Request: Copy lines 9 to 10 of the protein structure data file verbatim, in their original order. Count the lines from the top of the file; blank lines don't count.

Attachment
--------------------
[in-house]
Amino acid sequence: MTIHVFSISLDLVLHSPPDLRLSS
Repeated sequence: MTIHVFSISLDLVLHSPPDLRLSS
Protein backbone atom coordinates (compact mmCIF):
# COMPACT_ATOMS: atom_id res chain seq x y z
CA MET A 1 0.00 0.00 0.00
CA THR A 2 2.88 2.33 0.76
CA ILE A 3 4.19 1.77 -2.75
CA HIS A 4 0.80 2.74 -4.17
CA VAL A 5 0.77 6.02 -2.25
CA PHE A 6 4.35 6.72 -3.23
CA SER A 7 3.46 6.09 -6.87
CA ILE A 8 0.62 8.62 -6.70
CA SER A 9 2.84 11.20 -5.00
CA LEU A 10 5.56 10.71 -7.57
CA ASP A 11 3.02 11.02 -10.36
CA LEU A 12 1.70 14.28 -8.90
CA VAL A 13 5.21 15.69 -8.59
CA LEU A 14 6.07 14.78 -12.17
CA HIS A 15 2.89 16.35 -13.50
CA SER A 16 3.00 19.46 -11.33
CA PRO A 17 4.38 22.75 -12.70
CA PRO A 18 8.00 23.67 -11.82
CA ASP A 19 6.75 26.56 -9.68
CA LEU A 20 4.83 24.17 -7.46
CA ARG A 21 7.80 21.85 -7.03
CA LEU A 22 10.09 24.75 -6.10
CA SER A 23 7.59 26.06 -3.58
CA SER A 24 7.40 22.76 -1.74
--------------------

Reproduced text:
CA HIS A 4 0.80 2.74 -4.17
CA VAL A 5 0.77 6.02 -2.25